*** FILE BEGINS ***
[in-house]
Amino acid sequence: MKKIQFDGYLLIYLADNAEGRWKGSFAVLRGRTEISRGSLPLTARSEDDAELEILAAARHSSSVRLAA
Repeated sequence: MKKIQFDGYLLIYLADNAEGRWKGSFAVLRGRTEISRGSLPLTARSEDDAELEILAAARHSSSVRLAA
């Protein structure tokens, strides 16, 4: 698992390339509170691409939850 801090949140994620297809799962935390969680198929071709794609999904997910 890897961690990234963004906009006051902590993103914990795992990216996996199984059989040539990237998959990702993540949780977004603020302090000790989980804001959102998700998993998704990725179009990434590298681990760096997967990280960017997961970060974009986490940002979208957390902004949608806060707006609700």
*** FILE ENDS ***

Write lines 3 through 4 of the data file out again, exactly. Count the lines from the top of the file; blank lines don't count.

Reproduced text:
Repeated sequence: MKKIQFDGYLLIYLADNAEGRWKGSFAVLRGRTEISRGSLPLTARSEDDAELEILAAARHSSSVRLAA
């Protein structure tokens, strides 16, 4: 698992390339509170691409939850 801090949140994620297809799962935390969680198929071709794609999904997910 890897961690990234963004906009006051902590993103914990795992990216996996199984059989040539990237998959990702993540949780977004603020302090000790989980804001959102998700998993998704990725179009990434590298681990760096997967990280960017997961970060974009986490940002979208957390902004949608806060707006609700």